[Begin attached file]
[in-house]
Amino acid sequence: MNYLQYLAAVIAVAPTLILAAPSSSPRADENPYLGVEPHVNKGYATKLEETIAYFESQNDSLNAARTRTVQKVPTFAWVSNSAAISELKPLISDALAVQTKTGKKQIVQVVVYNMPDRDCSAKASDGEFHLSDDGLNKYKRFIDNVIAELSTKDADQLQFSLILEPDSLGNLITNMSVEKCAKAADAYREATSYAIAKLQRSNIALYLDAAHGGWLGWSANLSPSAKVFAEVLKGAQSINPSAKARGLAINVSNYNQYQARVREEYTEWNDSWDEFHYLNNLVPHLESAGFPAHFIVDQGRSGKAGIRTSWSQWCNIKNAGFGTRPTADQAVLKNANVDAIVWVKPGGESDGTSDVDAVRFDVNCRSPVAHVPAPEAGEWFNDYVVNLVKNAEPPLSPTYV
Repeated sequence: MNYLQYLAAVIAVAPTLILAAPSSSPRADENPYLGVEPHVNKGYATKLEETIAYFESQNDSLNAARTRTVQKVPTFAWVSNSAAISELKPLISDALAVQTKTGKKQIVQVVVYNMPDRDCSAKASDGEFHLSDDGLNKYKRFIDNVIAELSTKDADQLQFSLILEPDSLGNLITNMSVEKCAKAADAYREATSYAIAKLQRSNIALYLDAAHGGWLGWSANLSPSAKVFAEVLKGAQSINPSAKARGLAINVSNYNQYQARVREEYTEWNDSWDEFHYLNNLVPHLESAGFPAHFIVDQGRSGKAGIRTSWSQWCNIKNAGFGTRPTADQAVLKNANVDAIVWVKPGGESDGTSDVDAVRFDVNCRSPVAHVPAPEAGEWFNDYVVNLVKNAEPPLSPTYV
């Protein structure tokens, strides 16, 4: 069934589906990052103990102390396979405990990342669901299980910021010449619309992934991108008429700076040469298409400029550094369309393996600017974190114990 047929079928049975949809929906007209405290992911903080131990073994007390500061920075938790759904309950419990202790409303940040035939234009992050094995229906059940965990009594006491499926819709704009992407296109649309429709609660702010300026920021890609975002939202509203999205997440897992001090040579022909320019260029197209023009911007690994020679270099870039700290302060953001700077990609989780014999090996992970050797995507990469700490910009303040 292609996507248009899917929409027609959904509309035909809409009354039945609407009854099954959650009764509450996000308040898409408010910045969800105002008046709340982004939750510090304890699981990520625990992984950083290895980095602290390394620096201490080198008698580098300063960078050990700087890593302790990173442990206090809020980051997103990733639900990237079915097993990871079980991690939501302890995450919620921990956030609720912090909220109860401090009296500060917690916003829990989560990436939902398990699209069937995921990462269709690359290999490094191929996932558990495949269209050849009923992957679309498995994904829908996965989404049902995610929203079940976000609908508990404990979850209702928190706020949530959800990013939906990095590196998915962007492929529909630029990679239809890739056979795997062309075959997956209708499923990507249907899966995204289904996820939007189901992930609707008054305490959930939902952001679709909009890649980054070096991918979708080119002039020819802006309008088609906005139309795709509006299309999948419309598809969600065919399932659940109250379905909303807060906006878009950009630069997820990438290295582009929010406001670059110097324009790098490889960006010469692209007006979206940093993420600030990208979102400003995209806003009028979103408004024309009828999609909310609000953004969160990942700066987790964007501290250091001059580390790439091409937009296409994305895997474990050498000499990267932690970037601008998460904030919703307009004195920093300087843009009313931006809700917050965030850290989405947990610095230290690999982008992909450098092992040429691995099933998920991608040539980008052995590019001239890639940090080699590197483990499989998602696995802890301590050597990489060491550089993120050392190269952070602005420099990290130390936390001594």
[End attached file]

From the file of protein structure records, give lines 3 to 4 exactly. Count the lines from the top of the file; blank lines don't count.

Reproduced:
Repeated sequence: MNYLQYLAAVIAVAPTLILAAPSSSPRADENPYLGVEPHVNKGYATKLEETIAYFESQNDSLNAARTRTVQKVPTFAWVSNSAAISELKPLISDALAVQTKTGKKQIVQVVVYNMPDRDCSAKASDGEFHLSDDGLNKYKRFIDNVIAELSTKDADQLQFSLILEPDSLGNLITNMSVEKCAKAADAYREATSYAIAKLQRSNIALYLDAAHGGWLGWSANLSPSAKVFAEVLKGAQSINPSAKARGLAINVSNYNQYQARVREEYTEWNDSWDEFHYLNNLVPHLESAGFPAHFIVDQGRSGKAGIRTSWSQWCNIKNAGFGTRPTADQAVLKNANVDAIVWVKPGGESDGTSDVDAVRFDVNCRSPVAHVPAPEAGEWFNDYVVNLVKNAEPPLSPTYV
């Protein structure tokens, strides 16, 4: 069934589906990052103990102390396979405990990342669901299980910021010449619309992934991108008429700076040469298409400029550094369309393996600017974190114990 047929079928049975949809929906007209405290992911903080131990073994007390500061920075938790759904309950419990202790409303940040035939234009992050094995229906059940965990009594006491499926819709704009992407296109649309429709609660702010300026920021890609975002939202509203999205997440897992001090040579022909320019260029197209023009911007690994020679270099870039700290302060953001700077990609989780014999090996992970050797995507990469700490910009303040 292609996507248009899917929409027609959904509309035909809409009354039945609407009854099954959650009764509450996000308040898409408010910045969800105002008046709340982004939750510090304890699981990520625990992984950083290895980095602290390394620096201490080198008698580098300063960078050990700087890593302790990173442990206090809020980051997103990733639900990237079915097993990871079980991690939501302890995450919620921990956030609720912090909220109860401090009296500060917690916003829990989560990436939902398990699209069937995921990462269709690359290999490094191929996932558990495949269209050849009923992957679309498995994904829908996965989404049902995610929203079940976000609908508990404990979850209702928190706020949530959800990013939906990095590196998915962007492929529909630029990679239809890739056979795997062309075959997956209708499923990507249907899966995204289904996820939007189901992930609707008054305490959930939902952001679709909009890649980054070096991918979708080119002039020819802006309008088609906005139309795709509006299309999948419309598809969600065919399932659940109250379905909303807060906006878009950009630069997820990438290295582009929010406001670059110097324009790098490889960006010469692209007006979206940093993420600030990208979102400003995209806003009028979103408004024309009828999609909310609000953004969160990942700066987790964007501290250091001059580390790439091409937009296409994305895997474990050498000499990267932690970037601008998460904030919703307009004195920093300087843009009313931006809700917050965030850290989405947990610095230290690999982008992909450098092992040429691995099933998920991608040539980008052995590019001239890639940090080699590197483990499989998602696995802890301590050597990489060491550089993120050392190269952070602005420099990290130390936390001594």